Robert Hiles is English chair at Beth Tfiloh Community School in Baltimore, Maryland.
What's On for Today and Why
This lesson asks students to explore their own curses and epithets, and uses the emotions generated to launch an introductory discussion of the language in Othello.
This activity can be completed in one class period.
What You Need
Folger edition of Othello
Available in Folger print edition and Folger Digital Texts
What To Do
1. Have students take out pen and paper. Give them 30 seconds to write down names and epithets they have called others. Assure them they will not share this work with their classmates.
2. Have a brief discussion of the activity. Possible prompts include: why are those names hurtful? What names have you been called? What was the person's motive for using those words? How do you feel after using them?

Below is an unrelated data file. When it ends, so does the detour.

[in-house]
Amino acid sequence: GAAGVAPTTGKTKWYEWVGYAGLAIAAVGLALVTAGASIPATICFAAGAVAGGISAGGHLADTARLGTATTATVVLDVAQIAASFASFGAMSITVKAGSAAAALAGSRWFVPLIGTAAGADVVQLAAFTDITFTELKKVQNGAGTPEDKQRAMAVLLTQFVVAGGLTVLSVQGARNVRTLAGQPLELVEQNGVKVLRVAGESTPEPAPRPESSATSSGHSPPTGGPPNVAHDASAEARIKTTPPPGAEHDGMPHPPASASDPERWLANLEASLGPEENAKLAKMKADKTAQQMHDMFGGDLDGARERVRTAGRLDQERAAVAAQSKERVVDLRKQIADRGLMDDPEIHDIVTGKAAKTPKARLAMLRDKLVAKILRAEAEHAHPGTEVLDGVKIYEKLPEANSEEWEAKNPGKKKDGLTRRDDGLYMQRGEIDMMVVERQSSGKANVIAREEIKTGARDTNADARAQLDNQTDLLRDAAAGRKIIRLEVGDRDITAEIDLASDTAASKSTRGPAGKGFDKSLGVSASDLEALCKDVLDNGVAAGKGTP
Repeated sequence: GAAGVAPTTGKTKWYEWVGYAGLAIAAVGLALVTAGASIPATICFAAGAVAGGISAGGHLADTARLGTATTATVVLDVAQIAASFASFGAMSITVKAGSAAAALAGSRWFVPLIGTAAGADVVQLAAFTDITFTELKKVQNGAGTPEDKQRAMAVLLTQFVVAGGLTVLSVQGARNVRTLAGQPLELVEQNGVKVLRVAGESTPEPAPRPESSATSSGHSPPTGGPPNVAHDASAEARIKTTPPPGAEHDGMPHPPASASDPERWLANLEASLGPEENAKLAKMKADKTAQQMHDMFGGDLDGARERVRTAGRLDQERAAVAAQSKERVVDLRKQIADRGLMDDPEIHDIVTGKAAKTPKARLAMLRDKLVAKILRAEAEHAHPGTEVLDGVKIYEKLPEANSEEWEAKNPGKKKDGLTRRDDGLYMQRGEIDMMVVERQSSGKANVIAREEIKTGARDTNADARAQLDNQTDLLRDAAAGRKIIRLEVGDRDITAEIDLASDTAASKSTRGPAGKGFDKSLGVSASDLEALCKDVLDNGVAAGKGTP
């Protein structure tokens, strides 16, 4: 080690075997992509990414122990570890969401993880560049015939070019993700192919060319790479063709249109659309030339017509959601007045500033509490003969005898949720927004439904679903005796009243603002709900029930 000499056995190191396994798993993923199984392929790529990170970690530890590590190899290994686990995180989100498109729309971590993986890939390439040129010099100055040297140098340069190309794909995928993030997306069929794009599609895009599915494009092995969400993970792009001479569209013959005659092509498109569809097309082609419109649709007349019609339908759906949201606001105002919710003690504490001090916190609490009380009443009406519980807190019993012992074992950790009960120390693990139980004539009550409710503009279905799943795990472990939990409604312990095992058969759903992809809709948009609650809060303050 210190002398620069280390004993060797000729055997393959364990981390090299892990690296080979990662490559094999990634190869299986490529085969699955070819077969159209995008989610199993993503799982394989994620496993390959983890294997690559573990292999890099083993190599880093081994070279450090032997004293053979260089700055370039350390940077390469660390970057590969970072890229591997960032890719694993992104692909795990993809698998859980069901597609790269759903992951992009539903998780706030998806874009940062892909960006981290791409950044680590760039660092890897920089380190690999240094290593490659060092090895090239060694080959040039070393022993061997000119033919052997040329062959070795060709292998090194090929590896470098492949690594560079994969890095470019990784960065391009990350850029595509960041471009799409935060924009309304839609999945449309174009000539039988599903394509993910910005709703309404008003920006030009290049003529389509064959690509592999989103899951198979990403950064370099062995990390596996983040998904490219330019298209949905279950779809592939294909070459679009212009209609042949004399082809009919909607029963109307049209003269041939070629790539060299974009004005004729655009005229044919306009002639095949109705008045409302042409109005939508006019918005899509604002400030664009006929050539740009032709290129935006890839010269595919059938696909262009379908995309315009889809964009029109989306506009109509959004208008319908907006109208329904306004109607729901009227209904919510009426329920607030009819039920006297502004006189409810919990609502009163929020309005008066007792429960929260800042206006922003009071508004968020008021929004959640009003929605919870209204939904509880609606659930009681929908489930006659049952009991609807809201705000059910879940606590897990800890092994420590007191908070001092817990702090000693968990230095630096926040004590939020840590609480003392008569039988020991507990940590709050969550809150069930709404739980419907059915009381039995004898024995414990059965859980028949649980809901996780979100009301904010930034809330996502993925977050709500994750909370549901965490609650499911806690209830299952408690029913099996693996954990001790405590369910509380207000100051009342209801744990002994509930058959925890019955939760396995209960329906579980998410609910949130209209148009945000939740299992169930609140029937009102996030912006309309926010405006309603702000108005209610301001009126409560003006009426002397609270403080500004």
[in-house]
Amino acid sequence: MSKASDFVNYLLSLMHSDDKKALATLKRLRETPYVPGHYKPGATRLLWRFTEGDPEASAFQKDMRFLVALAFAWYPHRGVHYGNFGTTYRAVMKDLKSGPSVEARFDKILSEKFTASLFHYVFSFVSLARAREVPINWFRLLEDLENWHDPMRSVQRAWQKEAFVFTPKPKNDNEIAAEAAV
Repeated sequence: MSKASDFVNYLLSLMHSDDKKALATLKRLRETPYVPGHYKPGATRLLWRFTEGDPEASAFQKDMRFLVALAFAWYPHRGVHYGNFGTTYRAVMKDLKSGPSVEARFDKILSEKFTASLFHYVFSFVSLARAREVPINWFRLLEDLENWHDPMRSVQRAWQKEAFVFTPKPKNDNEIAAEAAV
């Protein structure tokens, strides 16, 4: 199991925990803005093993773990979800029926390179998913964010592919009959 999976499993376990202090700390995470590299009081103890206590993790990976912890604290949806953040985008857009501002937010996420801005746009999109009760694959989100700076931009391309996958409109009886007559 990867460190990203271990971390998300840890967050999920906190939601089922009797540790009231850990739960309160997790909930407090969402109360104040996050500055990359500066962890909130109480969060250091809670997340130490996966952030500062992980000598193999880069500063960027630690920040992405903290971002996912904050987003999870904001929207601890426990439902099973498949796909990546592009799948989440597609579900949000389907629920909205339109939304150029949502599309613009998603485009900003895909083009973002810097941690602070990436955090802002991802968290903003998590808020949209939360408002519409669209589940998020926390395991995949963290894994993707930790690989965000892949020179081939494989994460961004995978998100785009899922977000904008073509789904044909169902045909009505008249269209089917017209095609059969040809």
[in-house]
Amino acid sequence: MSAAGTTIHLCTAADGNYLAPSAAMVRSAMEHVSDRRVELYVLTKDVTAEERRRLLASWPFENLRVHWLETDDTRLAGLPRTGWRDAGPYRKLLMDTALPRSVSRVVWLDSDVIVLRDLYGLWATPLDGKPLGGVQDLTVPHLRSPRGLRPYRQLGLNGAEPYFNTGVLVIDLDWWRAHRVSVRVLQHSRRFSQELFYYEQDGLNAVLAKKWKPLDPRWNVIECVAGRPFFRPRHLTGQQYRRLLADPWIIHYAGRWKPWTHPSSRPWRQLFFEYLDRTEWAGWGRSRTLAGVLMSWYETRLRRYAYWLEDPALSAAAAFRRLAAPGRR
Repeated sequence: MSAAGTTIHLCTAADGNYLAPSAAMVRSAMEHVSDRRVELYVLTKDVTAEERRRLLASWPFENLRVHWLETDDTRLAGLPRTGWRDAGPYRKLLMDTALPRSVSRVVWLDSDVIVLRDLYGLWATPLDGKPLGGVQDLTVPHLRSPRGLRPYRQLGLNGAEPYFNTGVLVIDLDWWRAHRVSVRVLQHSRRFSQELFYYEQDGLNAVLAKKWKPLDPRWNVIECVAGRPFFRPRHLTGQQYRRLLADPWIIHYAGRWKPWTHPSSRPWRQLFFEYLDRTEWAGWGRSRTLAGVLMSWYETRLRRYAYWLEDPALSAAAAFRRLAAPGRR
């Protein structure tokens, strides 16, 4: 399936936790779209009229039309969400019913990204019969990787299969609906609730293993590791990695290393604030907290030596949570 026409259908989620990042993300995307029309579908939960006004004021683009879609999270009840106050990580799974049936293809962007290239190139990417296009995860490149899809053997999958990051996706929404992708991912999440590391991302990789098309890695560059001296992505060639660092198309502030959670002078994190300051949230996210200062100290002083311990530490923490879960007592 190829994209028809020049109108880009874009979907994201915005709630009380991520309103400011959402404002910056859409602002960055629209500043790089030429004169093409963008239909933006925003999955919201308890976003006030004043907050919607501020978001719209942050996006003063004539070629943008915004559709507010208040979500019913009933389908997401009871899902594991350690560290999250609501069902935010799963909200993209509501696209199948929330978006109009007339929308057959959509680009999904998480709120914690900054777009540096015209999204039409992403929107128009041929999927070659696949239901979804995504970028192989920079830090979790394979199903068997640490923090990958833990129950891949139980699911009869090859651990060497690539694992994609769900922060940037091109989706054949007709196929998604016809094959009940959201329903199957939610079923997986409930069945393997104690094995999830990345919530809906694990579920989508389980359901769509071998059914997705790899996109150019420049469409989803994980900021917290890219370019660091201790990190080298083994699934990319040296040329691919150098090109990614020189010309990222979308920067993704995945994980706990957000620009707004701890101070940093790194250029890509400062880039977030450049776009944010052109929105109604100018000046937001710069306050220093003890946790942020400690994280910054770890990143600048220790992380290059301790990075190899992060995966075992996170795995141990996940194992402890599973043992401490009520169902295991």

3. You may want to make a public show of disposing of this work anonymously. I pass around a manila envelope which I then seal and dispose of at home.
4. Now turn to 1.1 of Othello. On the board or in small groups, have students determine the different things that Othello gets called. Then move on to Cassio and Desdemona.
5. In discussion, see if students can determine any motive for Roderigo and Iago. See if they can draw any conclusions on how Shakespeare wants his audience to react to each character.
How Did It Go?
Were students engaged? Did they make connections between their own epithets and those used in Othello? Did the activity help them understand the characters and the issues of intolerance that the play raises?
If you used this lesson, we would like to hear how it went and about any adaptations you made to suit the needs of YOUR students.